AIM-260 Joint Advanced Tactical Missile (JATM)
LREW (long-range engagement weapon)
The existence of the beyond-visual-range air-to-air missile (BVRAAM) AIM-260, or the [very poorly attested] Joint Advanced Tactical Missile [not to be confused with the surface-to-surface Advanced Tactical Missile System (ATACMS)], was revealed in June 2019, with the expectation for the missile to enter service in 2022. Air Force Weapons Program Executive Officer Brig. Gen. Anthony Genatempo told reporters in a 20 June 2019 interview "It is meant to be the next air-to-air air dominance weapon for our air-to-air fighters... It has a range greater than AMRAAM, different capabilities onboard to go after that specific [next generation air-dominance] threat set, but certainly longer legs... As I bring up JATM production, AMRAAM production is kind of going to start tailing off."
The Air Force and Navy are developing and producing the Joint Advanced Tactical Missile, an air superiority missile capable of defeating current and projected enemy air threats. Due to the increased range over currently fielded weapons, the missile will be primarily tested over the Gulf of Mexico (GOMEX). Without sufficient surface limiting stipulations and/or oil and gas activity restrictions mutually agreed by the DoD and DoI, DoD will not be able to conduct operations in any area where oil and gas activity precludes the ability to establish the required safety footprints.
To compensate for the reduced propellant, Lockheed added the a divert and attitude control system (DACS) from the ground-based PAC-3 missile. The DACS provides multiple small rocket thrusters in the nose of the missile. Combined with aft-mounted control fins, these thrusters could render the Cuda more effective than the AIM-120 during the terminal-phase of a long-range intercept. In addition to the F-22 and F-35, Lockheed also views Cuda as playing a potential role in the Air Force’s Next-Generation Air Dominance (NGAD) program.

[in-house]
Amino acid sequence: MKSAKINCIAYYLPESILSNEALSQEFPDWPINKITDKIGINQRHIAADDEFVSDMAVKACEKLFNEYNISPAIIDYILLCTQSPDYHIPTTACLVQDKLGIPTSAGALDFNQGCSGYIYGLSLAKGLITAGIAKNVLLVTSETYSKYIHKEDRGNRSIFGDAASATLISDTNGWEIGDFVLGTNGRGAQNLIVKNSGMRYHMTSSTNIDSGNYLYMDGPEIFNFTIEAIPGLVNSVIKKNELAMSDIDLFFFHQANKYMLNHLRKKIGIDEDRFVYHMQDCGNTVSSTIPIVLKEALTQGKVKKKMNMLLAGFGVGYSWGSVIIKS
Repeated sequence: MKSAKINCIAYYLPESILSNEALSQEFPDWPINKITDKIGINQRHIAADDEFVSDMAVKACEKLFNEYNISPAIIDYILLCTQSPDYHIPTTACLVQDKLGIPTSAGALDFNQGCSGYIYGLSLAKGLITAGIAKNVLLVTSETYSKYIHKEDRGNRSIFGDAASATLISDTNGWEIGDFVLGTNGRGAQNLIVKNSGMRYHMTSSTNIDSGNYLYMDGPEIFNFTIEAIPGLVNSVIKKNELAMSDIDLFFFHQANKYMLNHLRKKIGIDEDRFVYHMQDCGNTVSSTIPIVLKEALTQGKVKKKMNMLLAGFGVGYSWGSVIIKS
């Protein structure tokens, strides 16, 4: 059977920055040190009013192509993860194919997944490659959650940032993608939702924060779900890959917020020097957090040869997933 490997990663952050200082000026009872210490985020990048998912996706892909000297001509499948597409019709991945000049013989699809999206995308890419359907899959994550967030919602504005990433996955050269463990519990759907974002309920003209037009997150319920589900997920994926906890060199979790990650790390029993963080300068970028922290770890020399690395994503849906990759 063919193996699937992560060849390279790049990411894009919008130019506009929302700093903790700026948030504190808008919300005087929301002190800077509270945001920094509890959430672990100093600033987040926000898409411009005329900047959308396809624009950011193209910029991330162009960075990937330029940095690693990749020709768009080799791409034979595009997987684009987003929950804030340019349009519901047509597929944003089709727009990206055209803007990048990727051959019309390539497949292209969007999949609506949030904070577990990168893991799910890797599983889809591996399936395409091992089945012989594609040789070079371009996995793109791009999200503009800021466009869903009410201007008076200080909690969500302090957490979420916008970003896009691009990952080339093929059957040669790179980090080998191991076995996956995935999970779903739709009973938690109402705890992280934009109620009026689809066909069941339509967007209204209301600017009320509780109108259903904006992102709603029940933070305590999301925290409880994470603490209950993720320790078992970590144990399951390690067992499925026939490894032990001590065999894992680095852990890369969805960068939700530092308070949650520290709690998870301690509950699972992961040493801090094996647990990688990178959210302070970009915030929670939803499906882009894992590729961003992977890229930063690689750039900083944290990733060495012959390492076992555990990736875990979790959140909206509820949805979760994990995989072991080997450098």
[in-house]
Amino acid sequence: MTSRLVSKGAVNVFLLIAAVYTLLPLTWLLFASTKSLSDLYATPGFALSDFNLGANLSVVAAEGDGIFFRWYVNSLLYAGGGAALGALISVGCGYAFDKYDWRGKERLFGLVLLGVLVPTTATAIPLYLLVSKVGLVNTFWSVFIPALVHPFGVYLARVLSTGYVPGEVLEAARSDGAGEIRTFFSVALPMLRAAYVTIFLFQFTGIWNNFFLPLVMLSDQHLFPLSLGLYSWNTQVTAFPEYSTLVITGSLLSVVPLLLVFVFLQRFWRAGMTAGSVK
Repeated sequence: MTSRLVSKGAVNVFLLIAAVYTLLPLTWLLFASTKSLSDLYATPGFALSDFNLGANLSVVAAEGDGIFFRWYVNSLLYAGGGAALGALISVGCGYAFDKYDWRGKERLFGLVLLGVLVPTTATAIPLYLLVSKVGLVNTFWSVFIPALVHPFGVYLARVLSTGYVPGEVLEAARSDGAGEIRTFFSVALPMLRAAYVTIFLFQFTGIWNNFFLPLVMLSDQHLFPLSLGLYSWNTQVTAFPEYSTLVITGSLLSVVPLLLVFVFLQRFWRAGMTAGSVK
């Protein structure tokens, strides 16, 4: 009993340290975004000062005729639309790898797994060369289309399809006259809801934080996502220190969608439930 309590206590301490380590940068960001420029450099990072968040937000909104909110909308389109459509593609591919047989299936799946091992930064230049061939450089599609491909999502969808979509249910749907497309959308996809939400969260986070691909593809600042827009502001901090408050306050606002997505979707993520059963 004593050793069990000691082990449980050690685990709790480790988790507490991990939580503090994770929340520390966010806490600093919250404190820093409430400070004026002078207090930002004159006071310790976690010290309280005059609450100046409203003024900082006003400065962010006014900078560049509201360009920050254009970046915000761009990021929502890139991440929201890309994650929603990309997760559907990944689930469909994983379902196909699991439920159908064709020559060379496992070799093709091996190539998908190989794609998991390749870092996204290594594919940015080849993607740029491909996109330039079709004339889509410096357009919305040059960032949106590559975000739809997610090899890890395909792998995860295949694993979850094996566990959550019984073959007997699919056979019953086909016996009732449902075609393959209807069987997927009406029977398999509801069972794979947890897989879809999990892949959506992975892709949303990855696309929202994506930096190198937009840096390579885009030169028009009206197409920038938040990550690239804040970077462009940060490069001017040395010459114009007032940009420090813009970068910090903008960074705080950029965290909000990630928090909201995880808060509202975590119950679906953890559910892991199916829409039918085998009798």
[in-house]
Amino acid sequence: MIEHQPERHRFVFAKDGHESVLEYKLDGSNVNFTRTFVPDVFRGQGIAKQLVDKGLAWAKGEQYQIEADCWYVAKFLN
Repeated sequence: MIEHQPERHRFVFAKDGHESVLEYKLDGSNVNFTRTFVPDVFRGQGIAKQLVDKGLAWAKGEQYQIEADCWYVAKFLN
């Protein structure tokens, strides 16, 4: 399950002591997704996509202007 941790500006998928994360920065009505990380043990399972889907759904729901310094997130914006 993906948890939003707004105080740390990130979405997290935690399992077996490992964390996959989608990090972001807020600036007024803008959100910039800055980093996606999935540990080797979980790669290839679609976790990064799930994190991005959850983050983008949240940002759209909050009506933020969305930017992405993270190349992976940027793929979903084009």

The US military is responding to the Chinese PL-15 with a very long range misswile with active radar. The range is about 200 kilometers. China's military also plans another PL-21 rocket that exceeds 300 kilometers. The PL-15 rocket, which is larger than the AIM-120D rocket, was used in weapons in 2016. And at the 2018 Zhuhai Air Show, an incredible J-20 aircraft flight performed a demonstration and showed its boxes with rocket weapons, similar to the PL-15.
The Air Force started the JATM design because of the PL-15 rocket. The AIM-260, built by the US Air Force in partnership with the Army, Marine Corps and Lockheed Martin Corporation, will first be moved to F-22s (Raptor) and F/A-18, and later on, the F-35 will be fitted with it. Flight tests will begin in 2021, and in 2022 the missile will be used for weaponry. The US military would cease production of the AIM-120 in 2026, and will eventually remove the rocket from weapons.